- Worrying about looking lame and overeager, or like you're stalking someone online if you 'Like' or comment on their status update or photo too quickly after it's posted.
- Similarly, being aware of how quickly you send a chat message to someone after they come online. Though this one applies to all kinds of Instant Messaging programs.
Other ways to worry about how you compare to other people
I already mentioned friend counts. There are other parts of Facebook where people will compare themselves to everyone else. The biggest one is probably regarding how many 'Likes' or comments their status updates get. Someone may take the time to compose a witty or insightful update, not get any 'Likes' or comments, then see someone else getting a ton of attention for posting something pretty generic, and get down on themselves about it.
Whether it's ultimately worth it to stay on Facebook
We all know there are lots of little things about Facebook that can be irritating. I touched on several of them in the points above. Here are a few more:
- A variety of tiresome status updates (e.g., inane, humble bragging, vague and passive aggressive or attention seeking)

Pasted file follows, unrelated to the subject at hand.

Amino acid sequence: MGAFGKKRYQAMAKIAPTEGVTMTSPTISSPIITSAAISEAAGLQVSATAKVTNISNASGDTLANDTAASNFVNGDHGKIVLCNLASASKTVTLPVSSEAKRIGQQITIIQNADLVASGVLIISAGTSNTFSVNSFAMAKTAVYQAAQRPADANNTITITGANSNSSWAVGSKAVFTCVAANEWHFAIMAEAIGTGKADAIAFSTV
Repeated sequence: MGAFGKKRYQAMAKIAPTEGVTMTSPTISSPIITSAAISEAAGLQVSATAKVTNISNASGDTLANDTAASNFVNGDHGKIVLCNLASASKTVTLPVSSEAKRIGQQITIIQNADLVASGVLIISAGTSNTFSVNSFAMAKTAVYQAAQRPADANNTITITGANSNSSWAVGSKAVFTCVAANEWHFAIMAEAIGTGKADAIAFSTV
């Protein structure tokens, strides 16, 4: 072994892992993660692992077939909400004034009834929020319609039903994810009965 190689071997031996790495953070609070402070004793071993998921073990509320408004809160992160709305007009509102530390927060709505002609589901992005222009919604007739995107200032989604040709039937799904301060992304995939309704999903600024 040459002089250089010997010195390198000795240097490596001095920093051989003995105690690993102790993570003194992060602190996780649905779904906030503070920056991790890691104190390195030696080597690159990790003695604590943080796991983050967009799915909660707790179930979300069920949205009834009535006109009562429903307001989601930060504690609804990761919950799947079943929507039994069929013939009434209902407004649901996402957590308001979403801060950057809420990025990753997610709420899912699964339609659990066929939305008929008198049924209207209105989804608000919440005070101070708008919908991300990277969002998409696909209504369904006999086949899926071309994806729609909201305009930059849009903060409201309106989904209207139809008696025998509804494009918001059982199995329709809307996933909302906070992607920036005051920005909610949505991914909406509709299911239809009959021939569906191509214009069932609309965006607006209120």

- The way it can eat up too much of your time
- The constant confusing redesigns
- Privacy concerns
- Your feed getting cluttered up with scores your friends got in some game
- Slacktivism "support" of social causes
Some people wonder if it wouldn't just be better to ditch Facebook altogether. Also, I've noticed that if someone is feeling socially out of place and alienated from most people, they can focus on certain things as symbols of everything it is about society they can't relate to. Partying, clubbing, reality TV, and celebrity gossip are common targets. Facebook can be another one. Someone may be feeling that disconnect, and they can look at Facebook and think, "This is what most people are about? Posting what they ate for lunch, and putting up pictures where they're proud of how wasted they got?"
Personally I think Facebook has benefits and there are ways to manage its drawbacks. Some of the positives are: